Remembering Elda Stilletto

EldaI never met Elda Stilletto, who died unexpectedly on August 6. But I’d corresponded with her on social media, and I’d hoped to interview her about her role during the New York underground’s crucial moment of artistic churn between Andy Warhol’s Factory and the rise of CBGB.

In her music and her friendships, Elda Stilletto (née Gentile) was at the center of a New York scene at the cusp of the ’60s and ’70s that included Warhol’s superstars; nascent icons of punk; and the luminaries of the city’s glitter-punk movement such as The Magic Tramps (whose lead singer, Warhol superstar Eric Emerson, was the father of her son Branch); The Harlots of 42nd Street; Teenage Lust; and Wayne County and the Backstreet Boys.

Continue reading “Remembering Elda Stilletto”

Johnny Angel, Boston’s Rat, and 5 bands you should know about

Portrait of Johnny Angel
Johnny Angel, 2015.

There are 8 million stories in the naked city, and Johnny Angel has a few thousand of them. As founder of Thrills, the Massachusetts native (and current Los Angeles resident) played a major role in Boston’s late-’70s scene focused on the legendary Rathskeller, better know as the Rat (and a k a “Boston’s CBGB“). Thrills gigged with Boston’s finest as well as touring groups from the Ramones to the Dead Boys to U2; Angel has maintained those relationships as a musician, radio personality, print journalist and actor.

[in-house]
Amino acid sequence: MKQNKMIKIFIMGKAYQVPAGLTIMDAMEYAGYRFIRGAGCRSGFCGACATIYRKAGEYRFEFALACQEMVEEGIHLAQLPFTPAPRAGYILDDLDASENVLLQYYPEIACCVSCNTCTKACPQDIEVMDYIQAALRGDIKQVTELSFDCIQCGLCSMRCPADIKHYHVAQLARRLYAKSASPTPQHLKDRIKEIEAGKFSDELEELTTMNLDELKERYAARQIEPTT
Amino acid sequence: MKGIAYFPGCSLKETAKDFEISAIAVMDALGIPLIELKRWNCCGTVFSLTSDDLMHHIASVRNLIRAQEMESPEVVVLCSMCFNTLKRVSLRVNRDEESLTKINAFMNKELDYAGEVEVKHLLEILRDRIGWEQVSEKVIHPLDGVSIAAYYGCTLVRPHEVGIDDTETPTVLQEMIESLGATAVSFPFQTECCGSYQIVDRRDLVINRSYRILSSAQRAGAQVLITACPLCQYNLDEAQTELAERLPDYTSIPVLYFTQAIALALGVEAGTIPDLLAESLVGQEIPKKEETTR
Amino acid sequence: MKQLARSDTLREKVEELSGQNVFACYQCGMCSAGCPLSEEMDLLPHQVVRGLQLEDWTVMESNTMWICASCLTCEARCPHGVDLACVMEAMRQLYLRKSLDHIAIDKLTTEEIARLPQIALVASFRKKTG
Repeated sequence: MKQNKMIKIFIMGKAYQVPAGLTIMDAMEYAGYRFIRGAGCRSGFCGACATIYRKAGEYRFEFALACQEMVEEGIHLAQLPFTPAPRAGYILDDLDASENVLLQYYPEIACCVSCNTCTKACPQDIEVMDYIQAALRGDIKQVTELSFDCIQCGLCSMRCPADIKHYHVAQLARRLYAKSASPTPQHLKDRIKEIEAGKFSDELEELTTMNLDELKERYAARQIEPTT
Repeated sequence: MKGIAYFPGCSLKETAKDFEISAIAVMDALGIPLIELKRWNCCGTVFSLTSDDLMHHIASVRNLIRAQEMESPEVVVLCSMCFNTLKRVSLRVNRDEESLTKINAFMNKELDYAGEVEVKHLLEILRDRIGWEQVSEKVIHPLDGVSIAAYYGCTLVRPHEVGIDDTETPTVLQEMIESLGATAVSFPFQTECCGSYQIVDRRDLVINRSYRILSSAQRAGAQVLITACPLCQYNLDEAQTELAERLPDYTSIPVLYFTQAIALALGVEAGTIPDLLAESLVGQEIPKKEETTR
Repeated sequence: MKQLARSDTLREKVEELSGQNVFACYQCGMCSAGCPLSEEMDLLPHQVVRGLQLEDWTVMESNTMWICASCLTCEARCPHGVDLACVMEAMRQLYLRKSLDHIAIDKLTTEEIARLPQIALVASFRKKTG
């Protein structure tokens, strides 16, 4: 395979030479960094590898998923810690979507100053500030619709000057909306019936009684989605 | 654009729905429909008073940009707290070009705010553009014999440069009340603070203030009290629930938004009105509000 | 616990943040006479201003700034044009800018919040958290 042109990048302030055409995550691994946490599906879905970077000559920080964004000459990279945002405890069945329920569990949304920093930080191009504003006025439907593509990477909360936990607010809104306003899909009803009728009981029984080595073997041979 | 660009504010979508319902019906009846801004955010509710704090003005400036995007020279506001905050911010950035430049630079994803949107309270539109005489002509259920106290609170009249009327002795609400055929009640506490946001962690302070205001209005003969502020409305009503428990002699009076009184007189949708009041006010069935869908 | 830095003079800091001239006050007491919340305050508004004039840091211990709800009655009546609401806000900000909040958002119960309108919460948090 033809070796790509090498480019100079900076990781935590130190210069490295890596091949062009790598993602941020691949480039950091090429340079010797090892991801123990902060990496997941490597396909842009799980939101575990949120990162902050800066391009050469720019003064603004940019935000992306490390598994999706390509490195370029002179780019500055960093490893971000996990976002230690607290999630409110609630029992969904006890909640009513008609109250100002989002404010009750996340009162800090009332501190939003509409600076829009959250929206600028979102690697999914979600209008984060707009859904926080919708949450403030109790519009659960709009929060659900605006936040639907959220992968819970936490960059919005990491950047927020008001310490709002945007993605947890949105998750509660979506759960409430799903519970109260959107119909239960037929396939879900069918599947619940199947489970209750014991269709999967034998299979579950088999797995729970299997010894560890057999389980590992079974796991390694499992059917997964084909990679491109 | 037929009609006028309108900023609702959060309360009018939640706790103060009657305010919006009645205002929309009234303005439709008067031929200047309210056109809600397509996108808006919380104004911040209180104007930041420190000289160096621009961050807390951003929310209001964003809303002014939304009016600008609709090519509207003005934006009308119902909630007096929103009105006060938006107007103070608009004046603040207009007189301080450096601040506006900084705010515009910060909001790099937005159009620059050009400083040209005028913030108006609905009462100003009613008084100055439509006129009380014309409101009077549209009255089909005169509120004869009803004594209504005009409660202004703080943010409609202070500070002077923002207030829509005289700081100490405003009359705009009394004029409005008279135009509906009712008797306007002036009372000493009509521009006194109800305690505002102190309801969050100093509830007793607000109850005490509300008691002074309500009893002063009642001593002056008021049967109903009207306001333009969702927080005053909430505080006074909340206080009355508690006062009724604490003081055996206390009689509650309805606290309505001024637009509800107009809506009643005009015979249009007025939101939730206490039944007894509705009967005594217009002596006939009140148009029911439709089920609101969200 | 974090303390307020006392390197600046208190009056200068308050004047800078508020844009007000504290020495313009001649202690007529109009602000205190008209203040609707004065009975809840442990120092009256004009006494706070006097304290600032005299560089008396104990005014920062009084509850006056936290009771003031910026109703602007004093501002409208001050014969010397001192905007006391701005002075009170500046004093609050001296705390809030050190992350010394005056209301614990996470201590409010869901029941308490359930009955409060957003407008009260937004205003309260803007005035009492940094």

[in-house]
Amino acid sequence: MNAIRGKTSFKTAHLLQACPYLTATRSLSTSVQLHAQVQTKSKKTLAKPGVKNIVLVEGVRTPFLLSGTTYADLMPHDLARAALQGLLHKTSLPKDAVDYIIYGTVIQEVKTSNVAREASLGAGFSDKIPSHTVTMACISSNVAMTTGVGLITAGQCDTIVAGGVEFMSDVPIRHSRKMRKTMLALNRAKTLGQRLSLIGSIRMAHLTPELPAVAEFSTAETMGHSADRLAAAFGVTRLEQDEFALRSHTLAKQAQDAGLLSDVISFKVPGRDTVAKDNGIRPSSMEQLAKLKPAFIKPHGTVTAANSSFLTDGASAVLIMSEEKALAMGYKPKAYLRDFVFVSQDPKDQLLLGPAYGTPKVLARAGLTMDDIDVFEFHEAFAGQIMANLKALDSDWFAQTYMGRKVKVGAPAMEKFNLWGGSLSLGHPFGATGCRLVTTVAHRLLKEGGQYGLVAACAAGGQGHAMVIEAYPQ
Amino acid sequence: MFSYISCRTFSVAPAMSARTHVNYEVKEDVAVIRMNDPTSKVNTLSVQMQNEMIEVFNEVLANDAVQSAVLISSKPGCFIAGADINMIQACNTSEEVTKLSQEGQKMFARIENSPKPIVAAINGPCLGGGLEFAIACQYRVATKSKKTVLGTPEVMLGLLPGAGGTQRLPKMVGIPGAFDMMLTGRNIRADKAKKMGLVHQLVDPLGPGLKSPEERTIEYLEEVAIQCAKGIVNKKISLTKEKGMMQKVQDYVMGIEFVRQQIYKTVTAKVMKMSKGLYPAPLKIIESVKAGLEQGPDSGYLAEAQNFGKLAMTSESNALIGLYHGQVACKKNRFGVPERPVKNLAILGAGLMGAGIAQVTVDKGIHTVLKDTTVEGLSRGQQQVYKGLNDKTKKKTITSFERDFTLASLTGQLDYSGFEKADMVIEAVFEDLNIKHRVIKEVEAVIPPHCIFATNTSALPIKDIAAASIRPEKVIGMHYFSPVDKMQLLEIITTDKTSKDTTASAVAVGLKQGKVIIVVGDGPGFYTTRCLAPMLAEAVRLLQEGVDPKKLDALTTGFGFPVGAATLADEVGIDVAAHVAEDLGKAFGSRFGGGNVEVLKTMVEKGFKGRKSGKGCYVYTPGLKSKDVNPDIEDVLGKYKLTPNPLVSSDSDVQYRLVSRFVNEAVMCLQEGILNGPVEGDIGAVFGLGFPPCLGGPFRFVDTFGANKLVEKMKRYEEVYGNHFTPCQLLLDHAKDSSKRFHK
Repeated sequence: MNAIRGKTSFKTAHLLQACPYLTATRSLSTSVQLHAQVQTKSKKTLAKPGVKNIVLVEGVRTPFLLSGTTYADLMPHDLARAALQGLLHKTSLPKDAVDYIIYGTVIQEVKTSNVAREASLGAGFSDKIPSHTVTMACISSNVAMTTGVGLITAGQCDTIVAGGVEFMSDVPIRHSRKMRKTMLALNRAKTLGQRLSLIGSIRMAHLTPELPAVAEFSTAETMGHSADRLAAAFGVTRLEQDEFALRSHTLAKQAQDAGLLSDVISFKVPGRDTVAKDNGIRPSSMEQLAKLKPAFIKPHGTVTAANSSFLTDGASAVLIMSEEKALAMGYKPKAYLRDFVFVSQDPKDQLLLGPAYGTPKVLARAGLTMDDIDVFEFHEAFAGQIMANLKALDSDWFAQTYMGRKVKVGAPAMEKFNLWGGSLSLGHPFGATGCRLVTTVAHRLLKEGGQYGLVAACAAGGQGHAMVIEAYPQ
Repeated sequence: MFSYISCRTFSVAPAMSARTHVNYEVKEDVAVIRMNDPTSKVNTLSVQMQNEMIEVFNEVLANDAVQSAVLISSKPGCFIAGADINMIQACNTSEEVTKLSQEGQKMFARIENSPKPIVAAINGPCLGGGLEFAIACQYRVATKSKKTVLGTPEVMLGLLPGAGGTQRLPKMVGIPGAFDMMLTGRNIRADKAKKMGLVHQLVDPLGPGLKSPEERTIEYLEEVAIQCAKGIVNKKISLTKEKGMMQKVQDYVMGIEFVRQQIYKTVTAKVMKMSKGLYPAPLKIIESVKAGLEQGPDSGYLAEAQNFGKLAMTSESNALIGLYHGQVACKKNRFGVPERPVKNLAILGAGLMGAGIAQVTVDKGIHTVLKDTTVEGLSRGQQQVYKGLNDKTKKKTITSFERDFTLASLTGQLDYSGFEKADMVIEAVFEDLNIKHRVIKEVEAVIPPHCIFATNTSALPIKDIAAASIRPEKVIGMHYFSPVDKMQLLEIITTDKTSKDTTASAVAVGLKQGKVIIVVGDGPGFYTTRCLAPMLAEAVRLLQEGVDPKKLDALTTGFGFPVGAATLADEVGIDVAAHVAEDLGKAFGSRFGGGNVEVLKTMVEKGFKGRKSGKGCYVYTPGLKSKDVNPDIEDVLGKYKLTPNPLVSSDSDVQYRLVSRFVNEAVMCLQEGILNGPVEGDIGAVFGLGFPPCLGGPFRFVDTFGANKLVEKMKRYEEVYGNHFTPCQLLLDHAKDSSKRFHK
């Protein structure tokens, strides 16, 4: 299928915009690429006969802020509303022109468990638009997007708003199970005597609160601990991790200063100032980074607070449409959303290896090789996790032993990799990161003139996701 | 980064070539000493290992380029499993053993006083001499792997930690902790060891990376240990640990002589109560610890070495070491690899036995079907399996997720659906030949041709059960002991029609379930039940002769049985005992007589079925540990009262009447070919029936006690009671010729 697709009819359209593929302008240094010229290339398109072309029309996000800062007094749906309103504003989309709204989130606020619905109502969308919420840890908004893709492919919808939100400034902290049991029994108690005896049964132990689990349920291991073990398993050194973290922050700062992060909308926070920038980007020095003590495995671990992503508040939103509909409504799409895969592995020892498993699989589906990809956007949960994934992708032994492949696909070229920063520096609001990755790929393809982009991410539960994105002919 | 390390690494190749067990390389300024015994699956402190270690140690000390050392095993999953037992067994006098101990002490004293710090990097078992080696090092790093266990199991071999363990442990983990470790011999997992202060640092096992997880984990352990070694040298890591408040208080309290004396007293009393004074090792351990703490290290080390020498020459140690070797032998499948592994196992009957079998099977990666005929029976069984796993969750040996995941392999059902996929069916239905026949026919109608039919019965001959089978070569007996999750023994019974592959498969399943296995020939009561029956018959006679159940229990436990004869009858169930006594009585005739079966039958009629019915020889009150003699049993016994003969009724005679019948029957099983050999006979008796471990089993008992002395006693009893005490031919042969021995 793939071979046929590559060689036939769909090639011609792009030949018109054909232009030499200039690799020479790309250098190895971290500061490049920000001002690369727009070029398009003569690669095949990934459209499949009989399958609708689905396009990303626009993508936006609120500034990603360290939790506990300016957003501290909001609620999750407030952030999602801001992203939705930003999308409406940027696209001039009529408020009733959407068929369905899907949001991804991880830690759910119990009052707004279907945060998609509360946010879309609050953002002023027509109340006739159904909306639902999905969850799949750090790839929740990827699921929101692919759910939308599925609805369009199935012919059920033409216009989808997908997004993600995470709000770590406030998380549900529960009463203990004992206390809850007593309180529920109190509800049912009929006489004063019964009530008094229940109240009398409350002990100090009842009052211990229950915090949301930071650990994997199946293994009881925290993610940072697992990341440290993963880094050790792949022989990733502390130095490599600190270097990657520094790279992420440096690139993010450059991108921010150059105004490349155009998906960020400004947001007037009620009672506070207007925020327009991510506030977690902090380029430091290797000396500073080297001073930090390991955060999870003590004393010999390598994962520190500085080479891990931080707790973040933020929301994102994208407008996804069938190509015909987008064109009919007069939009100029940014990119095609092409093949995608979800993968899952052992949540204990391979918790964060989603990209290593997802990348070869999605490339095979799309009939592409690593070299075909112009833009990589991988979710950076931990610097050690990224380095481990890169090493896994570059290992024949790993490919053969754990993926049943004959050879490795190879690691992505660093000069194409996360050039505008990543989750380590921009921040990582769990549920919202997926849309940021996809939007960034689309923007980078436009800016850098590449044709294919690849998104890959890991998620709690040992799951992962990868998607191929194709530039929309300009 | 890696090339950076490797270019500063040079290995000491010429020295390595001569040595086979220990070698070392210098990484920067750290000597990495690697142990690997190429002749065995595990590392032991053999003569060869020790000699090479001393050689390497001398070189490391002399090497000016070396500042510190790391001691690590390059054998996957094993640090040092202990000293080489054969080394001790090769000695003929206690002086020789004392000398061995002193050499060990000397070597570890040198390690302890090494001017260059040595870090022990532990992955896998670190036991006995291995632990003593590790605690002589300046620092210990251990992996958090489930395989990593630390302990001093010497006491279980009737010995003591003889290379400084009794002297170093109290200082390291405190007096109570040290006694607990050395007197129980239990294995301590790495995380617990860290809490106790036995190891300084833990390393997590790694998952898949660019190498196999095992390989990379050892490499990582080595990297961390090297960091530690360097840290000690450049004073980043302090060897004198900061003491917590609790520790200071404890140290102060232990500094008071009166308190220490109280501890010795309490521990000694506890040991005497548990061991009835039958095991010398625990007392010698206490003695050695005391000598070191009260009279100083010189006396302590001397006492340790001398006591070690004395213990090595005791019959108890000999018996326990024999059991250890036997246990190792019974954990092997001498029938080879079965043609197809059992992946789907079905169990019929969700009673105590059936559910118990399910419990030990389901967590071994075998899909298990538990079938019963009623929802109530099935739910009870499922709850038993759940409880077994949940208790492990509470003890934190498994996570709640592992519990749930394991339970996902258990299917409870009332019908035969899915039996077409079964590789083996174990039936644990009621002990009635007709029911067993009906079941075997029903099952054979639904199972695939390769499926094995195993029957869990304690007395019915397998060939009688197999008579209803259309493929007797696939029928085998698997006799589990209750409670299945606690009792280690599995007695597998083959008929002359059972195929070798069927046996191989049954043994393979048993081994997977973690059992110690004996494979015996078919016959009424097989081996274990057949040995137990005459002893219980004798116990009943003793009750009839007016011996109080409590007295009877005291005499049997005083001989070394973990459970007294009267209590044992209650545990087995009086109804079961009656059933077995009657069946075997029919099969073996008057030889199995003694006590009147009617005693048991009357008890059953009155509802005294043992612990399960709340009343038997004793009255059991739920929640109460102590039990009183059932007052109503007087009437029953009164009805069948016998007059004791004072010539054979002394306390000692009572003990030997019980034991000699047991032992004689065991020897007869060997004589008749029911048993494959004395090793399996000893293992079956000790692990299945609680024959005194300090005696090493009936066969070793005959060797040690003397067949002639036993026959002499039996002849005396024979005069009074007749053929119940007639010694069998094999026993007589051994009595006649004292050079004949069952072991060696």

But how to tell the tale without the clichés of a standard-issue memoir? Johnny took a novel route in 2015, when he published Looking for Lady Dee: A Punk Rock Mystery. The book weaves together scrupulous autobiography with a film noir mystery: An old flame from his days at The Rat has disappeared, and Johnny teams with a punk femme fatale to find her.

Along the way, Johnny Angel pays homage to his band and a slew of others who pioneered the scene. Here are five you should know about: Continue reading “Johnny Angel, Boston’s Rat, and 5 bands you should know about”

From Cleveland to New Haven: Craig Bell and 5 bands you should know about

Craig Bell in front of an American flag.
Craig Bell, 2014.

Even intermediate students of proto-punk know that Rocket from the Tombs was a band whose influence far outstripped its sales: a Cleveland, Ohio, combo that split to create art-rockers Pere Ubu (formed by Rocket vocalist David Thomas and guitarist Peter Laughner) and CBGB pioneers the Dead Boys (featuring guitarist Cheetah Chrome and drummer Johnny Blitz). To add to the mythos, Laughner is remembered for his untimely death at age 24; an evocative body of unreleased work; and a eulogy by his friend, seminal rock critic Lester Bangs.

One member of RFTT is mentioned less often than the rest: bassist Craig Bell. However, Bell’s trajectory helped catalyze the Cleveland scene before Rocket ever started, then sparked an indie music movement 500 miles east in New Haven, Connecticut.

Follow Craig Bell’s path to learn about five bands you should know about:  Continue reading “From Cleveland to New Haven: Craig Bell and 5 bands you should know about”